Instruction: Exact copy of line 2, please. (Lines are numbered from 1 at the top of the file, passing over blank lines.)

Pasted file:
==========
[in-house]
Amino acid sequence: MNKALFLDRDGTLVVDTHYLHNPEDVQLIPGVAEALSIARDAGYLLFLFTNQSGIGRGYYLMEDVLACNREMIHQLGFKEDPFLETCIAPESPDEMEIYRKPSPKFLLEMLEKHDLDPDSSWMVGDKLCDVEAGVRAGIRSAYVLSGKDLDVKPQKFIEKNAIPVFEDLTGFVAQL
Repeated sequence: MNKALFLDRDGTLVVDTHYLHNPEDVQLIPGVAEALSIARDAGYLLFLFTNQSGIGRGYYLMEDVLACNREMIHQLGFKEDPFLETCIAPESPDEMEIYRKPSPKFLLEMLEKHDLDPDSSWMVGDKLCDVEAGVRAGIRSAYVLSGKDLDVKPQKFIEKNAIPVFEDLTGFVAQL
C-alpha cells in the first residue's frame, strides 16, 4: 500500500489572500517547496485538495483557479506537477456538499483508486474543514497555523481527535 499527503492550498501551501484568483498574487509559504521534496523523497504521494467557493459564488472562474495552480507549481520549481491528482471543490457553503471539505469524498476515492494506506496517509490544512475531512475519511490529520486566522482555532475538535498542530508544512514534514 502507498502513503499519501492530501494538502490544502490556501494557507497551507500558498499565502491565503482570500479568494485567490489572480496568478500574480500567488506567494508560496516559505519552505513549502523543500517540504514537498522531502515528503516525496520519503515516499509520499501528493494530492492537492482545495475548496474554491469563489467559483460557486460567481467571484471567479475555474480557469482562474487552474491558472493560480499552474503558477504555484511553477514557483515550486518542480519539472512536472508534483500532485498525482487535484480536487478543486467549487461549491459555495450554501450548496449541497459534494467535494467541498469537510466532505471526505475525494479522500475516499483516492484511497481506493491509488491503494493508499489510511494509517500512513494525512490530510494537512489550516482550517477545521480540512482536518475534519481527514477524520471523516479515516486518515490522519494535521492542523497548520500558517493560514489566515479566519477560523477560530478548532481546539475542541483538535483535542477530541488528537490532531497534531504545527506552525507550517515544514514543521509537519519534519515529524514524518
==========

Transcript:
Amino acid sequence: MNKALFLDRDGTLVVDTHYLHNPEDVQLIPGVAEALSIARDAGYLLFLFTNQSGIGRGYYLMEDVLACNREMIHQLGFKEDPFLETCIAPESPDEMEIYRKPSPKFLLEMLEKHDLDPDSSWMVGDKLCDVEAGVRAGIRSAYVLSGKDLDVKPQKFIEKNAIPVFEDLTGFVAQL